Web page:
Bombay was just as excited and out of control visiting the canyon this time as he was the first time I took him. I had hoped he'd be more relaxed, so that I could just mount him at the trailer and ride up. However, he had pushed his gut out so far that I couldn't tighten the cinch where it should be, which meant I had to lead him until he walked off the bloat, so that I could mount.

When we got to the top of the hill at the trail head, he froze up and stared off in the distance of the sheep farm. I figured he was smelling the sheep, but it turned out that he saw something I didn't. A helicopter was getting ready to take off from that farm.

We had to walk quite a ways before he settled down. My husband tried to give me a leg up and something in my shoulder popped. I had to stand there with my arm hanging at my side, leaning against Bombay until the paid subsided. I was pulling myself up, because I didn't want to put all my weight on my husband, which is why I got hurt. So, we walked a ways further until we came to a bench, and I mounted from there after tightening his cinch a couple more times.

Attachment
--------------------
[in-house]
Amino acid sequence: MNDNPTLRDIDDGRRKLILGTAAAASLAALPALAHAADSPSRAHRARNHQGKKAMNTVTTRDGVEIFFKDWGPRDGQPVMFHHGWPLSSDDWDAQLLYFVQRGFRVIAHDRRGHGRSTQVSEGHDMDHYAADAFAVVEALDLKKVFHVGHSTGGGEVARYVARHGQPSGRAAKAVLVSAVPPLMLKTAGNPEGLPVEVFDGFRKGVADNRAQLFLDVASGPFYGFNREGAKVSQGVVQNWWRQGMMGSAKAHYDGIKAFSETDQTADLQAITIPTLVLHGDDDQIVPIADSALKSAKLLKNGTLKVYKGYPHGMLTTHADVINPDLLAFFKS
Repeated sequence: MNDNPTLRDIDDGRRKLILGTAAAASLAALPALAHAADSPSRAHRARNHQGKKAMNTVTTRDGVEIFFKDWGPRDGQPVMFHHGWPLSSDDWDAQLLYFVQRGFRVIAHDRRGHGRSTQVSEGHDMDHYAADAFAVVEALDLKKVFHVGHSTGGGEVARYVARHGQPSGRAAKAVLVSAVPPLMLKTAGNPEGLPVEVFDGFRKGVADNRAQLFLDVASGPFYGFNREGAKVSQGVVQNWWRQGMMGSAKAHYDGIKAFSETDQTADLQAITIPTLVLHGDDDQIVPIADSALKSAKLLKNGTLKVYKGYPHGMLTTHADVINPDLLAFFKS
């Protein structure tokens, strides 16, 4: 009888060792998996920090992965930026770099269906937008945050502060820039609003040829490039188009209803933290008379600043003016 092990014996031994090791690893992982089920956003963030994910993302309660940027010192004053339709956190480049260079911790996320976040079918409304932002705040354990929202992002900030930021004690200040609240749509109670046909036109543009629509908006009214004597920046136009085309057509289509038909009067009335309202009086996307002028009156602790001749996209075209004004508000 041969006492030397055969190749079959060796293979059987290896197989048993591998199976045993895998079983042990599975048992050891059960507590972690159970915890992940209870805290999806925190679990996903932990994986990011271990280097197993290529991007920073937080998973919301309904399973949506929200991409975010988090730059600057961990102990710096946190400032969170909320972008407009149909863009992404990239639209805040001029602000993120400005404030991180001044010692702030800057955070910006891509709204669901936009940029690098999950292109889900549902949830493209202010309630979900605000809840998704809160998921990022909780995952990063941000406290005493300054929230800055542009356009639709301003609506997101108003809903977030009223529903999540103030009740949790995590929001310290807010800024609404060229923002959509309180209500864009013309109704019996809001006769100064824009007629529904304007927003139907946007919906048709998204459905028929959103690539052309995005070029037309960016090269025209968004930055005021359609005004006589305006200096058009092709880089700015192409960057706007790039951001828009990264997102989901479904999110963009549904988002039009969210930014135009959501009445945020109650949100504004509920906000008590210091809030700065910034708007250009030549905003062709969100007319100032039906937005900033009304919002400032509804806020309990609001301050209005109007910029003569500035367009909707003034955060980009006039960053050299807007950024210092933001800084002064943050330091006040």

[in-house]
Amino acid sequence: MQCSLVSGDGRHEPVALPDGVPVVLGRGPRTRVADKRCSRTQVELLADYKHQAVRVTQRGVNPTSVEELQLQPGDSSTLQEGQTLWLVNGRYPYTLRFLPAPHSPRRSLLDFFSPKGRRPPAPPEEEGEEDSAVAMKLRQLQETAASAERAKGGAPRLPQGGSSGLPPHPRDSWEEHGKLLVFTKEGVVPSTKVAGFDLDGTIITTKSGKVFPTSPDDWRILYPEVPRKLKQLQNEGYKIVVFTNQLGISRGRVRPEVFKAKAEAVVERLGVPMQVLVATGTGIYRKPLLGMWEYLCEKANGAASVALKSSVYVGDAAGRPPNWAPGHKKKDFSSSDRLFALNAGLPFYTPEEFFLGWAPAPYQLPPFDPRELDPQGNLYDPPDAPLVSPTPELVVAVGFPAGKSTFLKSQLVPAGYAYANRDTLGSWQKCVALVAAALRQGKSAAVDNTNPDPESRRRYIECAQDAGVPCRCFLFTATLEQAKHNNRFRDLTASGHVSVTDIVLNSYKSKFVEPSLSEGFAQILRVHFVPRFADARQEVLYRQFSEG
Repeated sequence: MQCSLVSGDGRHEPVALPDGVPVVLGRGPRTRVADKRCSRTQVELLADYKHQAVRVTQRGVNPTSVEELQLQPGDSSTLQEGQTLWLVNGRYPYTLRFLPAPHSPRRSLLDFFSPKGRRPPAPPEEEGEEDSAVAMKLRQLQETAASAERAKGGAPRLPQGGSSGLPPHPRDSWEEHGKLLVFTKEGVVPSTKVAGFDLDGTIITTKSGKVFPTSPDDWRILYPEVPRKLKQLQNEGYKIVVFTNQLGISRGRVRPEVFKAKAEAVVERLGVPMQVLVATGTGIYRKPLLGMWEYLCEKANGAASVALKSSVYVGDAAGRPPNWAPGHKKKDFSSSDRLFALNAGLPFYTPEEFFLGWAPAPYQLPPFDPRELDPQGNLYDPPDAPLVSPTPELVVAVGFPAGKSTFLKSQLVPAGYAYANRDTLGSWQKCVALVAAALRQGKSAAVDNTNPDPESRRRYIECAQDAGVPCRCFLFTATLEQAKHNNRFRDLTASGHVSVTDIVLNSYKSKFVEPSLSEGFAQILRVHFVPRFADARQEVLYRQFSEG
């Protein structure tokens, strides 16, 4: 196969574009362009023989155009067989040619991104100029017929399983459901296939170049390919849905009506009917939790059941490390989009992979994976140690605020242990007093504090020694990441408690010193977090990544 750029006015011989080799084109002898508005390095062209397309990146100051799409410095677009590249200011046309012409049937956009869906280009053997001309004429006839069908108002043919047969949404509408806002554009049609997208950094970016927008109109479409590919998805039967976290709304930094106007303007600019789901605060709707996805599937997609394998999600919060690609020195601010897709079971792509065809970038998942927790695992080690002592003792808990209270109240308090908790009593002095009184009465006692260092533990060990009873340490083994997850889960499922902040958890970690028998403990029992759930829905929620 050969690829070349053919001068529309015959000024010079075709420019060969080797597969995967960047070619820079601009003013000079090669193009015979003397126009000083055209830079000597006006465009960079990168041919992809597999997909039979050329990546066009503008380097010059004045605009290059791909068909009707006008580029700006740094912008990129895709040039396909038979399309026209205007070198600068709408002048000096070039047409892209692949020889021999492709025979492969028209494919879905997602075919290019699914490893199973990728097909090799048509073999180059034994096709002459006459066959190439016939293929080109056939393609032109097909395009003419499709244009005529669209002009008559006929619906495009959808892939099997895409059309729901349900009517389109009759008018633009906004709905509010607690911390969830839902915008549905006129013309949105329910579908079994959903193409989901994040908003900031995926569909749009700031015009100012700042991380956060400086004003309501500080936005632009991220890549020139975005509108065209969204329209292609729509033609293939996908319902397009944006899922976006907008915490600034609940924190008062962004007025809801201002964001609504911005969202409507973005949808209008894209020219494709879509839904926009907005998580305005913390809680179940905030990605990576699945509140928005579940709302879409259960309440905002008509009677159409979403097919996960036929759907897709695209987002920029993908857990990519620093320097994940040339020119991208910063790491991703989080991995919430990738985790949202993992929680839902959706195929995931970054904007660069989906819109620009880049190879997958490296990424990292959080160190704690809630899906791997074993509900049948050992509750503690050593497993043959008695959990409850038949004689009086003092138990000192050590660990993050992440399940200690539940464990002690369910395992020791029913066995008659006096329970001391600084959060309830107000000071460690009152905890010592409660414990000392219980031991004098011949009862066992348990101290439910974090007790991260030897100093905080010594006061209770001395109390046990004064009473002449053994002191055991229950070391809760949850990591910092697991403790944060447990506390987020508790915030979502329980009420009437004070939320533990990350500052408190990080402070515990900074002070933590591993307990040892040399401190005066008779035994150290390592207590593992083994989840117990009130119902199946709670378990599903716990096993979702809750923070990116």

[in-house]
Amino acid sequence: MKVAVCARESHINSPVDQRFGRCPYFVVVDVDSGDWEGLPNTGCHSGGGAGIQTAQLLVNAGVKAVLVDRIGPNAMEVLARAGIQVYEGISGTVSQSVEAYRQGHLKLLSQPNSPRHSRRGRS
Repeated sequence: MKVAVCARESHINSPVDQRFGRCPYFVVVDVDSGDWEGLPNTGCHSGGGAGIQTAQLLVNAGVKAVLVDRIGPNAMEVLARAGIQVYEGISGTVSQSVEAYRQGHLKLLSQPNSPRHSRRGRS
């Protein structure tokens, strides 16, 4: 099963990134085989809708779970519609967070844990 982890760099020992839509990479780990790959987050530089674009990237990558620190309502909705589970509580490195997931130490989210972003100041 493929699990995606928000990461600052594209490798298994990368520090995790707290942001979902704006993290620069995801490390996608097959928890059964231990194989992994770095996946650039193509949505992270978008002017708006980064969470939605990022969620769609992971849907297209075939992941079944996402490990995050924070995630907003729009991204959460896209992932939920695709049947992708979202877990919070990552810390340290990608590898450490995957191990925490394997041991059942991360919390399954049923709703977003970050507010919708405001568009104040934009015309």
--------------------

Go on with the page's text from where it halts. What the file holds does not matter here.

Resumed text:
We met many dogs on the trail. You'd think the dog owners would have the sense to keep their dogs out from under my horse's legs, but they didn't. Dogs don't know that horses kick and horses don't know what those dogs are doing down there. It's dangerous for the dog. Bombay cocked his hind hoof at one dog, so I said NO! He stood still until the owner got her dog. In another case a lady had four dogs off leash and she warned me that she wasn't sure what her dogs would do around a horse. I said, "Just try to keep them away from his legs."

She did a good job and so did her dogs. Bombay was very patient, but he did take a step back when one of the dogs was standing directly behind him. That was a close call for the dog.